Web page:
The Norwegian resistance sabotage the Vemork Norsk Hydro plant in the town of Rjukan in the county of Telemark, Norway, which the Nazis are using to produce heavy water, which could be used in the manufacture of an atomic bomb.
Kirk Douglas plays Rolf Pedersen, a Norwegian physics professor, who, though originally content to wait out the war, is soon pulled into the struggle by local resistance leader Knut Straud (based on Knut Haukelid, portrayed by Richard Harris).
They are both smuggled to Britain to have microfilmed plans of the hydroelectric plant examined, and then return to Norway to plan a commando raid. When a force of Royal Engineers, who were to carry it out, are all killed, Pedersen and Straud lead a small force of saboteurs into the plant. The raid is successful, but the Germans quickly repair the equipment.
The Germans then plan to ship steel drums of heavy water to Germany. Pedersen and Straud sabotage a ferry carrying the drums, and it sinks in the deepest part of a fjord.
Besides this sequence, the raids (Operations Grouse, Freshman, and Gunnerside) and the final attack are depicted in location filming, in which snowy Norwegian locations serve as a backdrop for the plot.
Knut Haukelid wrote a memoir of the attack called Skis Against the Atom published in 1954. John Drummond wrote a novel based on the same story called But for These Men. Both books formed the basis of the screenplay.
The film was originally announced in 1963. It was made by Benton Film Productions, a company of director Anthony Mann and producer S. Benjamin Fisz. Financing came from America's Allied Artists and Britain's J Arthur Rank Productions.
SF Ammonia was used to represent SF Hydro in the final scene.
The movie was originally called The Unknown Battle and was to star Stephen Boyd and Elke Sommer and be written by Ben Barzman. Later Anthony Perkins was announced as star. Eventually Kirk Douglas signed as the lead. Cliff Robertson was mentioned as a possible co-star before Richard Harris came on board.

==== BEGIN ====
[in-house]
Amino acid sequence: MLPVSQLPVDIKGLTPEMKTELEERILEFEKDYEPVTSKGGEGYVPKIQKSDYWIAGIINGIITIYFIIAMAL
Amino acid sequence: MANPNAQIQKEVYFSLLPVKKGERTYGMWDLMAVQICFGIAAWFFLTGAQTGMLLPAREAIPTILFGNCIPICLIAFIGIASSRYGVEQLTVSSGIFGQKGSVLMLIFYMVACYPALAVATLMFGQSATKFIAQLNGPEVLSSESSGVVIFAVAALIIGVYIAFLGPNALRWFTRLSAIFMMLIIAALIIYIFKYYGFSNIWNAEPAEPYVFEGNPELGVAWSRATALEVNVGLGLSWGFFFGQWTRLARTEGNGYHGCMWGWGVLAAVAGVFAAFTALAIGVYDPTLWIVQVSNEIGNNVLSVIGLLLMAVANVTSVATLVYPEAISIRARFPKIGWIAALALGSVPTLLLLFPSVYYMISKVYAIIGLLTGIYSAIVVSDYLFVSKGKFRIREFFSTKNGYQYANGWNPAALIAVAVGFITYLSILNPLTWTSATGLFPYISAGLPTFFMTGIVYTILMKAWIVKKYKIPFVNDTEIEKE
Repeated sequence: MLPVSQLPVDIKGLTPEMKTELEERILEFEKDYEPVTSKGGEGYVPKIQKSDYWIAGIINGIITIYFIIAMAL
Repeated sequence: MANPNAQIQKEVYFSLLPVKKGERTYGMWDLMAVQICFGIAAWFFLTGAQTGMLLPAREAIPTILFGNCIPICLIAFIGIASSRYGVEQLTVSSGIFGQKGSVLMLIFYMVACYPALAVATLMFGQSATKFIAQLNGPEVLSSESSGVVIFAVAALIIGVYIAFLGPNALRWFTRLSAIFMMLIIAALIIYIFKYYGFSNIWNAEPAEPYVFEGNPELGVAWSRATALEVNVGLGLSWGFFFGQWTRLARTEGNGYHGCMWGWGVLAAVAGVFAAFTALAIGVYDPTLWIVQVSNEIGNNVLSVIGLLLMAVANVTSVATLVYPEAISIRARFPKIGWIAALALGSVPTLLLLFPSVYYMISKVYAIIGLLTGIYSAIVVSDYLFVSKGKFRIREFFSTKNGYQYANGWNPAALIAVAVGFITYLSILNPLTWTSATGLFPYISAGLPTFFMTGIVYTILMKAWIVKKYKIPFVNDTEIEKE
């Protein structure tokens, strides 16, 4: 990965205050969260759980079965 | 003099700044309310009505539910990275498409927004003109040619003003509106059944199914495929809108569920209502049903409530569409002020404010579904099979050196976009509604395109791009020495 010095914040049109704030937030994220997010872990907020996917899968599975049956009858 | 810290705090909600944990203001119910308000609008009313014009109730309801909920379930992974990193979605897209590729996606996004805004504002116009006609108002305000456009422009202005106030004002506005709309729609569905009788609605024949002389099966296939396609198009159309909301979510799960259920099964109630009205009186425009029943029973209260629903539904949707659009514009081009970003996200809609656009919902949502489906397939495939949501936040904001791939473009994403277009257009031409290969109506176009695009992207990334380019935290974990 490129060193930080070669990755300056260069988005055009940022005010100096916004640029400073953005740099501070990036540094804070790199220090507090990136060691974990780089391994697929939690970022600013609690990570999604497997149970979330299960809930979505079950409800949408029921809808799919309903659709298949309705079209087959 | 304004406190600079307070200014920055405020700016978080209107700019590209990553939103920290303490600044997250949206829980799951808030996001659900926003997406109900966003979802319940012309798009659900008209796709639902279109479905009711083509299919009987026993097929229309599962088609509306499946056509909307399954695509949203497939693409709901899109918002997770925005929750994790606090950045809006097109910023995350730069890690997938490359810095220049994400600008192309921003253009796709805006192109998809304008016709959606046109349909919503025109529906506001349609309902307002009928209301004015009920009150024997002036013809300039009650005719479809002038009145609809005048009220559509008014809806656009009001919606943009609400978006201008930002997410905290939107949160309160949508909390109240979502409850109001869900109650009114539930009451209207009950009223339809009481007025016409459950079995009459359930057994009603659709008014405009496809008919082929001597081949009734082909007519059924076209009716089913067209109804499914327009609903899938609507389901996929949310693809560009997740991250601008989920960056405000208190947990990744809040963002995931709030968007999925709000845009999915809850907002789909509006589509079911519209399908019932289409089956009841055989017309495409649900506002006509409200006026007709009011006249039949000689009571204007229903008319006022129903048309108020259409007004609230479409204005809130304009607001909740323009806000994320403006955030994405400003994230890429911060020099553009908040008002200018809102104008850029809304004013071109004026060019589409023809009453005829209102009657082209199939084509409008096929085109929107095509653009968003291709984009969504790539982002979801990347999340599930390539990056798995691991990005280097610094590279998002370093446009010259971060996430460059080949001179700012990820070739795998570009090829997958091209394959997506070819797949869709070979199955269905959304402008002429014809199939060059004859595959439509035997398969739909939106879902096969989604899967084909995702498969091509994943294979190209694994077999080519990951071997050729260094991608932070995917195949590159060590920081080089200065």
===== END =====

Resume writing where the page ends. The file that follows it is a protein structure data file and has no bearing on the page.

"I hear they are spending five million dollars, so it's got to be spectacular and that means more fiction and less fact," said Haukelid during filming.
It was amongst the 15 most popular films at the British box office in 1966.
Stephen Boyd later sued Mann for half a million dollars for dropping him from the film. "I missed out on four good roles and plenty of money when he signed me without financial backing and then dropped the project," said Boyd later. "He asked me again later but I'd made other commitments so Kirk Douglas and Richard Harris made it under another title."
Ray Mears made a documentary called The Real Heroes of Telemark. Despite mainly sticking to the factual evidence, some scenes in the documentary, like the film, were partly dramatised, focusing more on the survival skills involved in the operation.
The same story was also covered in the 1948 Franco-Norwegian film Kampen om tungtvannet (La bataille de l'eau lourde — "The battle for heavy water"). Quite faithful to the real events, it even had many of the original Norwegian commandos starring as themselves.
In 2015 the Norwegian Broadcasting Corporation showed a TV series called Kampen om tungtvannet (also known as The Heavy Water War or The Saboteurs) based on the events.
The Saboteur, Andrew Gross' latest book, is a fictionalized portrayal of events with Kurt Nordstrum portraying Kurt Haukelid.